A ramped-up academics, teacher bonuses, potential for a full band program and a safer environment are some of the changes coming to Goldsboro High School, officials said Wednesday.
Wayne County Public Schools administrators, residents and community leaders learned about the improvements during a meeting organized by Operation Unite Goldsboro, a grassroots organization working to improve the community.
Goldsboro High has more recently come under criticism as a troubled school with frequent substitutes and lacking in vocational training and texbooks.
Even though the meeting started with an update on countywide school programs and facility improvements, discussions focused primarily on Goldsboro High.
Tamara Ishee, WCPS assistant superintendent for curriculum and instruction, said the school will crack down on fighting in the coming year.
"Two people fighting disrupts the entire school for half a day or more," Ishee said. "It can't happen. So, from the get-go, fighting is going to be addressed in a big way with suspensions."
Suspensions raised concern from several people, including resident Keith Copeland, who suggested that students be taught ways to avoid conflicts.
"Most people, if they get hit, they're going to hit back," Copeland said.
Tracie Holden, chairwoman of the school's advisory council, said fights can happen at any school, and Goldsboro High incidents are by a select number of certain students.
The goal is to have a safe, learning environment, and the school plans to implement prevention strategies for teachers and trained mediation solutions, Ishee said.
"It is imperative that we have a safe environment for every single student because the vast majority of our students are very well behaved and are very interested in learning," said Marcia Manning, GHS interim principal. "They want to learn, they want to get their education.
"They're frustrated sitting in classes where disruptions happen. They want teachers to care about them. They got angry last year when they had substitutes day after day, instead of having teachers in their classroom."
An advisory program matching students to teachers and parent conferences are planned.
When the school opens in August, Manning expects to have the teaching staff at full capacity, with all English and math teaching posts filled and extra math and physical education teachers to reduce class sizes.
Teacher bonuses were approved by the Wayne County Board of Education Monday and include sign-on, returning and performance bonuses at the school, Manning said.
"They can earn additional bonuses at Goldsboro High School," Manning said.
A return of vocational programs, the potential of hiring a full-time band director and new honor-level and advanced placement courses will be offered, Manning said. The school is also adding new classes in the coming year, including anatomy and physiology, physics and journalism, she said.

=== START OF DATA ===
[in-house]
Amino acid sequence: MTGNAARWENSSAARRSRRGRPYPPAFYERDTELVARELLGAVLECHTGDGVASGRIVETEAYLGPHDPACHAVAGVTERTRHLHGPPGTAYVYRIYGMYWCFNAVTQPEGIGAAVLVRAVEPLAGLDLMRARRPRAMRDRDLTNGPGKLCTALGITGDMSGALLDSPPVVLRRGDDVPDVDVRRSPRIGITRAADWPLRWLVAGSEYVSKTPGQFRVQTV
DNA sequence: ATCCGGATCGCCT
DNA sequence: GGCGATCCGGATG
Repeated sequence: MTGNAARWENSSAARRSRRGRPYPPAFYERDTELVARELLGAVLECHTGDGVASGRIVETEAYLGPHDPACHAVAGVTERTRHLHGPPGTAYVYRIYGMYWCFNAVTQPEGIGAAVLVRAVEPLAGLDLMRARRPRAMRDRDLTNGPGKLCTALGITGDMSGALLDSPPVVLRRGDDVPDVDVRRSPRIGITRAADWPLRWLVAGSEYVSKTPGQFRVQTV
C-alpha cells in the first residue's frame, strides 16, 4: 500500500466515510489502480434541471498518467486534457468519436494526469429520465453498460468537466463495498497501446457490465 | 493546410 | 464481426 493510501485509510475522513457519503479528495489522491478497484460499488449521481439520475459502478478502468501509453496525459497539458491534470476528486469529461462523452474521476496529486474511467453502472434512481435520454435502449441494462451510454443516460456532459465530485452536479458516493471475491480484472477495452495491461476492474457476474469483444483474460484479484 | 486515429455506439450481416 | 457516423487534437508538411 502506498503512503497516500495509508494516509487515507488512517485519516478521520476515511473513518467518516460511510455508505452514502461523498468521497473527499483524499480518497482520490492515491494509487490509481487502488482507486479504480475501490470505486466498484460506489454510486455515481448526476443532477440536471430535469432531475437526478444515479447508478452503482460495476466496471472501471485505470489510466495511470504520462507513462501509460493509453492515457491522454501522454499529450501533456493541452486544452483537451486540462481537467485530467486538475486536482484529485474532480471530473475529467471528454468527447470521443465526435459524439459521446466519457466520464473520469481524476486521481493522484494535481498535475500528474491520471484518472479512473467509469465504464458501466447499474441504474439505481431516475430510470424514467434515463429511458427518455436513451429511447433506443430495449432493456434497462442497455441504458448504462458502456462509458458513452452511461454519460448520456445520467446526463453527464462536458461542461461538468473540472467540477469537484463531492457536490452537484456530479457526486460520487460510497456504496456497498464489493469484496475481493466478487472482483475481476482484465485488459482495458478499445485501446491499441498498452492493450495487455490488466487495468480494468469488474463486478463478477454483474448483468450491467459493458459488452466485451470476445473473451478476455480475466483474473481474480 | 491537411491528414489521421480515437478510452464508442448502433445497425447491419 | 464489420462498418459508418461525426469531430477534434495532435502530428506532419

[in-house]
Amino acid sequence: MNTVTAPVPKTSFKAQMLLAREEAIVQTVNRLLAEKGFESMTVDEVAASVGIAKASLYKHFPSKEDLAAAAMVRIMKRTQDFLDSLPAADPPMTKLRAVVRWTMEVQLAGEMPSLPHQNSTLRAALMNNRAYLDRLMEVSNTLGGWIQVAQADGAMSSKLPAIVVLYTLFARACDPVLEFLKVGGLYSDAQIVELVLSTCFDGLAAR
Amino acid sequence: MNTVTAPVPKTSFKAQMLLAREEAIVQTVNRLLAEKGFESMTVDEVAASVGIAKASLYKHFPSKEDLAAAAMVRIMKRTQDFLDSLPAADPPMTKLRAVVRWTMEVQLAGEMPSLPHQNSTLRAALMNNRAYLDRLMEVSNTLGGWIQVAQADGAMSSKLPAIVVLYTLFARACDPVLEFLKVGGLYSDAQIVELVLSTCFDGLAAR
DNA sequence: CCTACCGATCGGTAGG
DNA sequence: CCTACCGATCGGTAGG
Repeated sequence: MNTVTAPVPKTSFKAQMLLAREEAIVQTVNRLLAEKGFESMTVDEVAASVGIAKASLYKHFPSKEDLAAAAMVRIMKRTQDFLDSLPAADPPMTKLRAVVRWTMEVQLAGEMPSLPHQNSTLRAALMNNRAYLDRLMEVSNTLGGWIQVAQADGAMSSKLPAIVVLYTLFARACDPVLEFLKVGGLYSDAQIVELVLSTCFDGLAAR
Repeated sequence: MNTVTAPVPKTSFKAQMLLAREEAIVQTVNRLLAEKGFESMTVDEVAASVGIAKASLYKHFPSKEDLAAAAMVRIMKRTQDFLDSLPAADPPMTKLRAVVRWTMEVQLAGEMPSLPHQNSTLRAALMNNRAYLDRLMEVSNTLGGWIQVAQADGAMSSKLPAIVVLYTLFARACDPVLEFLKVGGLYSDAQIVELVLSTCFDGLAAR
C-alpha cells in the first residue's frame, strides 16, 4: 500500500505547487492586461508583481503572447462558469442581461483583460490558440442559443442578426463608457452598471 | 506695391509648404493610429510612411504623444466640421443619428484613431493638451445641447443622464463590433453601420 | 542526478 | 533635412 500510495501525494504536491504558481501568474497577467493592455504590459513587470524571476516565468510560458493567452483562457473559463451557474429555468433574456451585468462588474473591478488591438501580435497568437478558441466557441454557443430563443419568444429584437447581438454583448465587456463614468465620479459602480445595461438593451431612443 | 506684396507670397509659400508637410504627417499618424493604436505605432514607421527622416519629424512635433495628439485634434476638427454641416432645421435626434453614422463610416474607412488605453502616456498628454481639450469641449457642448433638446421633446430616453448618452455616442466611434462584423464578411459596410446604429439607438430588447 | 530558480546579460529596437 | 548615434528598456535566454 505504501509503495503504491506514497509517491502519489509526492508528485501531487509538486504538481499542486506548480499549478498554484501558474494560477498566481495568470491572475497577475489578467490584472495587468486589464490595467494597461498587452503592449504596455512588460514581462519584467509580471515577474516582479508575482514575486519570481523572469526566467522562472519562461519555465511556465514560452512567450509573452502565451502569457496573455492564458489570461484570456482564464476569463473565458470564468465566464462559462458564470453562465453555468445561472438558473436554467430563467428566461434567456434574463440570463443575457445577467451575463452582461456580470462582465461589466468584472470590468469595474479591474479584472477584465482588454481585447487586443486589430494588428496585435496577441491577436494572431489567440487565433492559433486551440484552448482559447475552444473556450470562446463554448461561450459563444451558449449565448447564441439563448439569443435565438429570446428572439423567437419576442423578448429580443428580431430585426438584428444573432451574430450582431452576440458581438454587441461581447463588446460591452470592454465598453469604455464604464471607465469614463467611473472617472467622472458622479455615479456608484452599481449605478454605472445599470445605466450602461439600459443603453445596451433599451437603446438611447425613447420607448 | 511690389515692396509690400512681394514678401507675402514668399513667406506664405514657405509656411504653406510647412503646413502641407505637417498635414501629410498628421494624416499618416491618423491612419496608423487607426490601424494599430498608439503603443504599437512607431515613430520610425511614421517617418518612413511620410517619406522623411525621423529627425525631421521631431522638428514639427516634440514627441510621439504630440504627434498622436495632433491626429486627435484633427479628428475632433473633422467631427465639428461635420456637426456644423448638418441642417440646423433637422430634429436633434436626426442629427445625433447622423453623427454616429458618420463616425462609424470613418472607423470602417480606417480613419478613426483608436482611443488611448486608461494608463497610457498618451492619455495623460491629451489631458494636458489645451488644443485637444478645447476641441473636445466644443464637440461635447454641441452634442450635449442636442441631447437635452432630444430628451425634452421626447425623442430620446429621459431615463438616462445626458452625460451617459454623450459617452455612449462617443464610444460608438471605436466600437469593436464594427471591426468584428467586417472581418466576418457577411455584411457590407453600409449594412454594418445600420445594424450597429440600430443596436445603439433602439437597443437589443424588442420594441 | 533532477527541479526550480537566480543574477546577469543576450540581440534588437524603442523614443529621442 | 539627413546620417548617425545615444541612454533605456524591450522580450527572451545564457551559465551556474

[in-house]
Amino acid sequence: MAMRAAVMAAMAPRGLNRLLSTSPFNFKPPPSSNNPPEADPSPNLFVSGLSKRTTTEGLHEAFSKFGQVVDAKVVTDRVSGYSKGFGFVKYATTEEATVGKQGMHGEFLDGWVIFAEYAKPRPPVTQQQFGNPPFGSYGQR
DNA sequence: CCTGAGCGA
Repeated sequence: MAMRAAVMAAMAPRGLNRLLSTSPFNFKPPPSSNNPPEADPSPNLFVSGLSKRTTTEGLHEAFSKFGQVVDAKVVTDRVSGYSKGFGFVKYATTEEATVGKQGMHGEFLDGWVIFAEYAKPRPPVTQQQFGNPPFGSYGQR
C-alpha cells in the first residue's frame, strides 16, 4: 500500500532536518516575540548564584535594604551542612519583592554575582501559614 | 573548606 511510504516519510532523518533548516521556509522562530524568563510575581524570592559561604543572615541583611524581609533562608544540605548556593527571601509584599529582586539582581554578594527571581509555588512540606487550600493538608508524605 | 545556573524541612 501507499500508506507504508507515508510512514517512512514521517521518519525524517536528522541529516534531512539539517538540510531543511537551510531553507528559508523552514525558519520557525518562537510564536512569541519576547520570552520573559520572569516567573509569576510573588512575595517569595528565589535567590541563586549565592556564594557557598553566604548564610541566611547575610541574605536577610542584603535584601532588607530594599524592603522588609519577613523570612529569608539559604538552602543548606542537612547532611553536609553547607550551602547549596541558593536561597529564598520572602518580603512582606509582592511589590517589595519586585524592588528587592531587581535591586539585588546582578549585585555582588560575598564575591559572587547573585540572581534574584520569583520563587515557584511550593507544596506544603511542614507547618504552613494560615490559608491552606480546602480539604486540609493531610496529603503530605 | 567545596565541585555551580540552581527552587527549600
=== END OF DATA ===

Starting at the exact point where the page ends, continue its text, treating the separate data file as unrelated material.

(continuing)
The return of vocational training is an idea Ishee came up with after listening to concerns during a June community police roundtable, also hosted by Operation Unite Goldsboro.
"I think we've figured out a way to bring it in during the second semester," Ishee said.
The school's lack of a strong band program could also change this year, as administrators are pushing toward hiring a licensed band director, said Kim Copeland, WCPS director of visual and performing arts.
"It's our goal to find a highly qualified band director," Copeland said.
The band program during the previous school year relied on a substitute band director. Administrators are currently considering a candidate for the post, she said.
Goldsboro High is also stocked with band instruments after bringing in instruments from a county middle school where they weren't being used.
Recently, Copeland and other school leaders traveled to Raleigh and purchased $55,000 worth of band instruments for $7,000 from a military surplus warehouse. Instruments will be shared throughout the school system, which will also benefit Goldsboro High, she said.
The changes at the school are an effort to improve the overall educational experience for students, Manning said.
"We're making a real concerted effort to put the student's education first, to put a safe school environment in place," Manning said. "We want every single student to have a school where they have a school where they want to be.
"So that Cougar pride that you talk about and the community talks about, about the school where you attended that you just love, that's what we want today's students to feel, too."
Superintendent Michael Dunsmore, Mayor Chuck Allen and several county Board of Education members were also at the meeting, including Patricia Burden, Richard Pridgen and Raymond Smith Jr.
Operation Unite Goldsboro plans to have another meeting with school leaders in three months, as the grassroots organization works to improve education as part of its larger community effort.